My advice to the cast, especially in the first half, is to find the funny. The play is a ridiculous case of Shakespearian mistaken identity. Let’s get there as fast as possible.

In a nutshell. Yes there is a fresh new wind at Maynardville. Did it blow my wig off my head? No. But the gentle wind does bring with it some pleasant possibility of change. I love the youth, effort, commitment, courage and flair of a brave new thing.



Crazy, funny Puppet Asylum


Aunt Madge


  1. Peter Terry

    Nice review. (I have no idea whether you’re spot on or miles off – but I like the way you’ve written it.) I was in a production of CofE in 1985. Not an easy play. I had a lovely little scene with Guy de Lancey where he chopped my hand off by mistake, and I spent the rest of the scene looking for it. Shakespeare wouldn’t have recognised it. But I don’t think Shakespeare knew much about Kung Fu, either. Kung Lear, yes. Kung Fu, no.

  2. megan

    Peter, love that you read my shit.

  3. gillian

    great review to read. Seeing it next weekend and looking forward to it despite your few concerns.

  4. Spot on Megs.

    I too think the set was unwieldy – it limited the action to one side of the stage and had everyone coming and going from one hole-in-the-wall (from where I was sitting, at least). With a double-dose of mistaken identities to consider, this risks confusing the audience rather than the characters. The geography certainly didn’t support the staging of the first Dromio-meets-Dromio scene where they hear but can’t see each other.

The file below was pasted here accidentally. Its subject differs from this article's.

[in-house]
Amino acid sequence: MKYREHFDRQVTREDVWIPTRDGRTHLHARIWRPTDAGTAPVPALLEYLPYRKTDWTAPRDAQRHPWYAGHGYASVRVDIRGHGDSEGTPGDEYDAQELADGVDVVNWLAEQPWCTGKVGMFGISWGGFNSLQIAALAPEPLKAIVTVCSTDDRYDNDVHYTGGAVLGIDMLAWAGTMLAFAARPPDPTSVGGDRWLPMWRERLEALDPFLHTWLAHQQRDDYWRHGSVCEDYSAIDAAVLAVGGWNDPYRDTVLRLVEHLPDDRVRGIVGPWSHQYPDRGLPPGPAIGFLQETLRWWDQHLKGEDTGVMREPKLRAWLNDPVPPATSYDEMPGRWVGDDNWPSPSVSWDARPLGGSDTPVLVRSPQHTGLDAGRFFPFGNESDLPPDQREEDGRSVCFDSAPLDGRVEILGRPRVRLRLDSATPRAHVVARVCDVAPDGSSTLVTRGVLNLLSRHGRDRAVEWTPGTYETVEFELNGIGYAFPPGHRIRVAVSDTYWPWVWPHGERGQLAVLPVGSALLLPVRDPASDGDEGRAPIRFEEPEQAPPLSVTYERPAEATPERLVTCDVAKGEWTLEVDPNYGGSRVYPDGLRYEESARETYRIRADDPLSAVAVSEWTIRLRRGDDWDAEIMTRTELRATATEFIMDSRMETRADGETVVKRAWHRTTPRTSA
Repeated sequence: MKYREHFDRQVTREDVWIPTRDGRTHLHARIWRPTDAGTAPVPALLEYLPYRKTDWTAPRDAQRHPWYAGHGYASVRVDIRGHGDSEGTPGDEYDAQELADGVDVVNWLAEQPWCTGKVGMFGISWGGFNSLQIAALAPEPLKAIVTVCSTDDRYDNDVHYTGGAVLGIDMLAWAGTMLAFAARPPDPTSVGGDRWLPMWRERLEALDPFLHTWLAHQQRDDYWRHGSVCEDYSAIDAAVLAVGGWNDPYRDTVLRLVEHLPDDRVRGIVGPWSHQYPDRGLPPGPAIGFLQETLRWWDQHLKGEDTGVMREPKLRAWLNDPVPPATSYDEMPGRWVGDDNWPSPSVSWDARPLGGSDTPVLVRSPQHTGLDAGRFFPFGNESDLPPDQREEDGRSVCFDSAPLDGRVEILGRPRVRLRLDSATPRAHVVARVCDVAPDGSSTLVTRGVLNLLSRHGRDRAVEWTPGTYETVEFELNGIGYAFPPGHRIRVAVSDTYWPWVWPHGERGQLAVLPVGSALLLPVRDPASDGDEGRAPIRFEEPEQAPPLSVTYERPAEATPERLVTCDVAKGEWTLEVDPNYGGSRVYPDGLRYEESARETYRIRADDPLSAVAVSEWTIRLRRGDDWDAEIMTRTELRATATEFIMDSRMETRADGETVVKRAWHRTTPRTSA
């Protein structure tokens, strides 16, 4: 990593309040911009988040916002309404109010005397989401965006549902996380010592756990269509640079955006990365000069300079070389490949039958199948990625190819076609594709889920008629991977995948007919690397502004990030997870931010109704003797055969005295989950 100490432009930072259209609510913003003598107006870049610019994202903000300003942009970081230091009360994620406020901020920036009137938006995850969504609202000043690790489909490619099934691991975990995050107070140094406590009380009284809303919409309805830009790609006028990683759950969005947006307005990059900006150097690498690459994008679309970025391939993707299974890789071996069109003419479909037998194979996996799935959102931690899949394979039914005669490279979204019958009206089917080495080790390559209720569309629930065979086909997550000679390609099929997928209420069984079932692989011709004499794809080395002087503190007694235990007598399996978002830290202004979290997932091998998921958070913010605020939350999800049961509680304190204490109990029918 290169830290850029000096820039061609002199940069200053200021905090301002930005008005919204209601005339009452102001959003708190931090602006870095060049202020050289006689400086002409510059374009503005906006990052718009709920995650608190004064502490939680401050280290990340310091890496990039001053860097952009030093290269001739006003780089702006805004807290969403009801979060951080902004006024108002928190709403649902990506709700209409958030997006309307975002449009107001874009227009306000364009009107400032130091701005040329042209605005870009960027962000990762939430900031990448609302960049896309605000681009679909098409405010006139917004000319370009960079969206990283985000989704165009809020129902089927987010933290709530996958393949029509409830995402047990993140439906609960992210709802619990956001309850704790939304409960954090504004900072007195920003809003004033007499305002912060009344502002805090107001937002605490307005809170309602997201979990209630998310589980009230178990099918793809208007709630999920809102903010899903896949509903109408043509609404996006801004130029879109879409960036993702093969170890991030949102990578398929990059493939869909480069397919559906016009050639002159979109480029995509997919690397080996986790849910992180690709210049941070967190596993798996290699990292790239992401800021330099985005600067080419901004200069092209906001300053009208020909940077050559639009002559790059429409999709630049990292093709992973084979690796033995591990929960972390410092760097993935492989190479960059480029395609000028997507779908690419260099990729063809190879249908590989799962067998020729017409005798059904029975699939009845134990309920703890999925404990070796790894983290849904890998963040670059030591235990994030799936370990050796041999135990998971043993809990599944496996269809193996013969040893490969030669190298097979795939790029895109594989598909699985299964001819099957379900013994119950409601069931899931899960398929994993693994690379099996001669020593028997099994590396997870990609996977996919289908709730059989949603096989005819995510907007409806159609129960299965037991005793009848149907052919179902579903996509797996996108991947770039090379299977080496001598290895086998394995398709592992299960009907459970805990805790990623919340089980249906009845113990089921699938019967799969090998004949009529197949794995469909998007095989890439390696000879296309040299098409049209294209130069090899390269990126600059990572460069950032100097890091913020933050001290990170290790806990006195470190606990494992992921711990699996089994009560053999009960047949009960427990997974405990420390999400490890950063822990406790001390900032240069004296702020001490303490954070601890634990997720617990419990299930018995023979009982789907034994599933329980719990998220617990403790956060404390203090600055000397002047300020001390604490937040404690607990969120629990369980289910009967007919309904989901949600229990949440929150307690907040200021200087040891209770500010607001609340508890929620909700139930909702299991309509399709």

I agree with you about the accents: they appeared to span Bez-Valley to Beijing with an unintended ‘verfremdungseffekt’, although clarity was never a problem (Liz Mills wocks!)

    All in all, I had a good time and I’m convinced that younger audiences will come away with a taste for more Shakespeare.

  5. Rudy

    Here’s to a brave new thing!! Your first-half worries – could it be a case of opening night paralysis? Your best advice: “find the funny”, I sure hope they locate the accelerator – and start using it – by the time The Noodles hit the park. Can’t wait to see it!